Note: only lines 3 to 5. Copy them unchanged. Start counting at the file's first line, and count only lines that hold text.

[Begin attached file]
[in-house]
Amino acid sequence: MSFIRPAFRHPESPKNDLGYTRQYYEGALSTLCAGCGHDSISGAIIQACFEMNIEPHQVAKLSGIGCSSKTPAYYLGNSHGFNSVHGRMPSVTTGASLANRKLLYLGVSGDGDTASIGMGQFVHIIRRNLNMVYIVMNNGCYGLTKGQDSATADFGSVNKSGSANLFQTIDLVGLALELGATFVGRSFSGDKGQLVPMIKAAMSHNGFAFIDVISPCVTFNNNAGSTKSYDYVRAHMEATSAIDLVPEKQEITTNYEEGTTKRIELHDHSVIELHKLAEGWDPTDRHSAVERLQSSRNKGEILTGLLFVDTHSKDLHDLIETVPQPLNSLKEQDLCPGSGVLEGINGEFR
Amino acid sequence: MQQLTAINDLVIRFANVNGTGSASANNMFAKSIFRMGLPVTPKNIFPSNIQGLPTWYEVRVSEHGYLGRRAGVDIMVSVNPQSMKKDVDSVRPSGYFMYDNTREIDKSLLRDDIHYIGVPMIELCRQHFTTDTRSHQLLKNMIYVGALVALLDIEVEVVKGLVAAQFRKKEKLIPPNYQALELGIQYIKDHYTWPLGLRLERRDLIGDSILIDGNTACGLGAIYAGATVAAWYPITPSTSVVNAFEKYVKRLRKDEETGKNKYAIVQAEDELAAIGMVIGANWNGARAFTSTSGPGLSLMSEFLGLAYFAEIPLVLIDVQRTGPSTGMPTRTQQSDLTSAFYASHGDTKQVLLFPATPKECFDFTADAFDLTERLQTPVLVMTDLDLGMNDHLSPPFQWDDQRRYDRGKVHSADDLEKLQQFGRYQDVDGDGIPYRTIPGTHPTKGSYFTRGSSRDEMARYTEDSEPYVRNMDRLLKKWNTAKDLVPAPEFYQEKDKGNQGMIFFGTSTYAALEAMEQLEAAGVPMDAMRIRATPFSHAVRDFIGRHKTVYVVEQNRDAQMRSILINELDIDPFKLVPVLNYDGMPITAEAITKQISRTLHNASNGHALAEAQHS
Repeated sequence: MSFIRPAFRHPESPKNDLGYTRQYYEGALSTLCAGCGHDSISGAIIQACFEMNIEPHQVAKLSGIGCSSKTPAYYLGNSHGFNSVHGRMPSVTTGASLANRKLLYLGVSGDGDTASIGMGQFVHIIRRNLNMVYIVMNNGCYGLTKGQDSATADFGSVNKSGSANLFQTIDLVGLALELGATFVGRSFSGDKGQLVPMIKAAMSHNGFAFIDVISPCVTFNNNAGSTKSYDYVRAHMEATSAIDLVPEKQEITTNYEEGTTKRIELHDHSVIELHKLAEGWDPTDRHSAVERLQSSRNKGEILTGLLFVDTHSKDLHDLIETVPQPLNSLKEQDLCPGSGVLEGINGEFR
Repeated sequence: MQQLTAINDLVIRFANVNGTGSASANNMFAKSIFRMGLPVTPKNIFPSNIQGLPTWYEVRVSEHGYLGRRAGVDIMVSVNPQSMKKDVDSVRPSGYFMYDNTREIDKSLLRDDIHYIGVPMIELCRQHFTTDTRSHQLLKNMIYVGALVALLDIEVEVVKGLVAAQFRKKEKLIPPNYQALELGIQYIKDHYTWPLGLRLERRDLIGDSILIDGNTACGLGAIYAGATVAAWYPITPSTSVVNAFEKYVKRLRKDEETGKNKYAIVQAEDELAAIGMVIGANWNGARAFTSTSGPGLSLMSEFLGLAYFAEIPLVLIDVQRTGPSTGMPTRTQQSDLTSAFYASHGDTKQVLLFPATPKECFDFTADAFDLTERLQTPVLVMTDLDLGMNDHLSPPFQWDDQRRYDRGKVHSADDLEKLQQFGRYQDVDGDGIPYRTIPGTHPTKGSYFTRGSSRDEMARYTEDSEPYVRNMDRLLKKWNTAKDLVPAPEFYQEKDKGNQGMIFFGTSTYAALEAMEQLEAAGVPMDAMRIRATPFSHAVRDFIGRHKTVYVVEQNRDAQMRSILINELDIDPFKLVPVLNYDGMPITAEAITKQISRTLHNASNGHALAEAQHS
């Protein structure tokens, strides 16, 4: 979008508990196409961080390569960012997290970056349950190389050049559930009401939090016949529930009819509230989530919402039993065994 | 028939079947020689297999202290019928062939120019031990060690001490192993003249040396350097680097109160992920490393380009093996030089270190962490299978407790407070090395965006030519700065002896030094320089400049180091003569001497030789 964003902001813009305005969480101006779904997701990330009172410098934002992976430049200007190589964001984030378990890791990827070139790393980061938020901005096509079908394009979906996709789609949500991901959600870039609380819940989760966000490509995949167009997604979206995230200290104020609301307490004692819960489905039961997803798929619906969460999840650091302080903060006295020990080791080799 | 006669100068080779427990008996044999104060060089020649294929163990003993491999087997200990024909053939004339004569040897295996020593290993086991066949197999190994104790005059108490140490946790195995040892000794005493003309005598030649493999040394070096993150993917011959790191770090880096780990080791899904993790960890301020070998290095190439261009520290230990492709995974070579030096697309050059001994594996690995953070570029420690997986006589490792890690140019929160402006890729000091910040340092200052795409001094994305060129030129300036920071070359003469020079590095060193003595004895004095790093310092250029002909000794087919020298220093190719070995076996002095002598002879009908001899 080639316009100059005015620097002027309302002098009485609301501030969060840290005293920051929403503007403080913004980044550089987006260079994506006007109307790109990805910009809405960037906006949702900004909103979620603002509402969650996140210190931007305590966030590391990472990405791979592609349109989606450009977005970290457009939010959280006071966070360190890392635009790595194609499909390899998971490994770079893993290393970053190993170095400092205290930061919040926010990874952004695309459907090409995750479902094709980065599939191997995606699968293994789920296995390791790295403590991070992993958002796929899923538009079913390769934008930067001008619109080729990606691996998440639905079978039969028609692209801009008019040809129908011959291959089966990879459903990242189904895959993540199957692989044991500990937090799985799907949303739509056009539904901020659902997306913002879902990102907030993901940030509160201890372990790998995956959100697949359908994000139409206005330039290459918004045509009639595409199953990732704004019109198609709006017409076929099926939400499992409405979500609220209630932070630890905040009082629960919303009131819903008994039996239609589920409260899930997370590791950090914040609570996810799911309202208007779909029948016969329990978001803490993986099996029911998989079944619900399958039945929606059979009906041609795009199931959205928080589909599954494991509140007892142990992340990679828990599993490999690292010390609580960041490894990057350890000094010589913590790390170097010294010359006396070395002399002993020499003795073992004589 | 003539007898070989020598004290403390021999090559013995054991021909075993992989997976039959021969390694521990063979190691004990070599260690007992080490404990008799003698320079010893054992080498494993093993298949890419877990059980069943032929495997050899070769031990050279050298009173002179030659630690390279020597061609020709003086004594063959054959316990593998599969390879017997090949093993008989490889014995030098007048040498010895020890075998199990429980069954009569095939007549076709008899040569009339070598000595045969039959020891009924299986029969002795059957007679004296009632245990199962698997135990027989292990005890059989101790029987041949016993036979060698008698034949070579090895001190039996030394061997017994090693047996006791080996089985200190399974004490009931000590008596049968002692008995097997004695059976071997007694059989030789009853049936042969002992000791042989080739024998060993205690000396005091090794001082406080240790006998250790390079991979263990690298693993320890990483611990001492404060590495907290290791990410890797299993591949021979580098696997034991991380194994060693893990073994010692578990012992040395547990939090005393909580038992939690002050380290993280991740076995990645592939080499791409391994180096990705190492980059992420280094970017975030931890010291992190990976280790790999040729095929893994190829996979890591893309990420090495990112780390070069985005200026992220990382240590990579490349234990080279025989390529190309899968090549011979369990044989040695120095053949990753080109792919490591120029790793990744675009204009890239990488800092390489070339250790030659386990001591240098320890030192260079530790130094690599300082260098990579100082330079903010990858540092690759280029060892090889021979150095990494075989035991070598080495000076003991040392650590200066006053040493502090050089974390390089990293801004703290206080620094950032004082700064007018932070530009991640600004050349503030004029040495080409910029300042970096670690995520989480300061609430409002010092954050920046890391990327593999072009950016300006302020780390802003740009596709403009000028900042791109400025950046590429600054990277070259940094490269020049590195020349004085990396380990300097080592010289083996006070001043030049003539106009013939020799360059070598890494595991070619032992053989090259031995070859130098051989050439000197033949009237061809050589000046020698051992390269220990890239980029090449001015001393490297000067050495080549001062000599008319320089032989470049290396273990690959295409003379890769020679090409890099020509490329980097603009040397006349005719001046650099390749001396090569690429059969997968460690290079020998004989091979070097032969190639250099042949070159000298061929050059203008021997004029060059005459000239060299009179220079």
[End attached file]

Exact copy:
Amino acid sequence: MQQLTAINDLVIRFANVNGTGSASANNMFAKSIFRMGLPVTPKNIFPSNIQGLPTWYEVRVSEHGYLGRRAGVDIMVSVNPQSMKKDVDSVRPSGYFMYDNTREIDKSLLRDDIHYIGVPMIELCRQHFTTDTRSHQLLKNMIYVGALVALLDIEVEVVKGLVAAQFRKKEKLIPPNYQALELGIQYIKDHYTWPLGLRLERRDLIGDSILIDGNTACGLGAIYAGATVAAWYPITPSTSVVNAFEKYVKRLRKDEETGKNKYAIVQAEDELAAIGMVIGANWNGARAFTSTSGPGLSLMSEFLGLAYFAEIPLVLIDVQRTGPSTGMPTRTQQSDLTSAFYASHGDTKQVLLFPATPKECFDFTADAFDLTERLQTPVLVMTDLDLGMNDHLSPPFQWDDQRRYDRGKVHSADDLEKLQQFGRYQDVDGDGIPYRTIPGTHPTKGSYFTRGSSRDEMARYTEDSEPYVRNMDRLLKKWNTAKDLVPAPEFYQEKDKGNQGMIFFGTSTYAALEAMEQLEAAGVPMDAMRIRATPFSHAVRDFIGRHKTVYVVEQNRDAQMRSILINELDIDPFKLVPVLNYDGMPITAEAITKQISRTLHNASNGHALAEAQHS
Repeated sequence: MSFIRPAFRHPESPKNDLGYTRQYYEGALSTLCAGCGHDSISGAIIQACFEMNIEPHQVAKLSGIGCSSKTPAYYLGNSHGFNSVHGRMPSVTTGASLANRKLLYLGVSGDGDTASIGMGQFVHIIRRNLNMVYIVMNNGCYGLTKGQDSATADFGSVNKSGSANLFQTIDLVGLALELGATFVGRSFSGDKGQLVPMIKAAMSHNGFAFIDVISPCVTFNNNAGSTKSYDYVRAHMEATSAIDLVPEKQEITTNYEEGTTKRIELHDHSVIELHKLAEGWDPTDRHSAVERLQSSRNKGEILTGLLFVDTHSKDLHDLIETVPQPLNSLKEQDLCPGSGVLEGINGEFR
Repeated sequence: MQQLTAINDLVIRFANVNGTGSASANNMFAKSIFRMGLPVTPKNIFPSNIQGLPTWYEVRVSEHGYLGRRAGVDIMVSVNPQSMKKDVDSVRPSGYFMYDNTREIDKSLLRDDIHYIGVPMIELCRQHFTTDTRSHQLLKNMIYVGALVALLDIEVEVVKGLVAAQFRKKEKLIPPNYQALELGIQYIKDHYTWPLGLRLERRDLIGDSILIDGNTACGLGAIYAGATVAAWYPITPSTSVVNAFEKYVKRLRKDEETGKNKYAIVQAEDELAAIGMVIGANWNGARAFTSTSGPGLSLMSEFLGLAYFAEIPLVLIDVQRTGPSTGMPTRTQQSDLTSAFYASHGDTKQVLLFPATPKECFDFTADAFDLTERLQTPVLVMTDLDLGMNDHLSPPFQWDDQRRYDRGKVHSADDLEKLQQFGRYQDVDGDGIPYRTIPGTHPTKGSYFTRGSSRDEMARYTEDSEPYVRNMDRLLKKWNTAKDLVPAPEFYQEKDKGNQGMIFFGTSTYAALEAMEQLEAAGVPMDAMRIRATPFSHAVRDFIGRHKTVYVVEQNRDAQMRSILINELDIDPFKLVPVLNYDGMPITAEAITKQISRTLHNASNGHALAEAQHS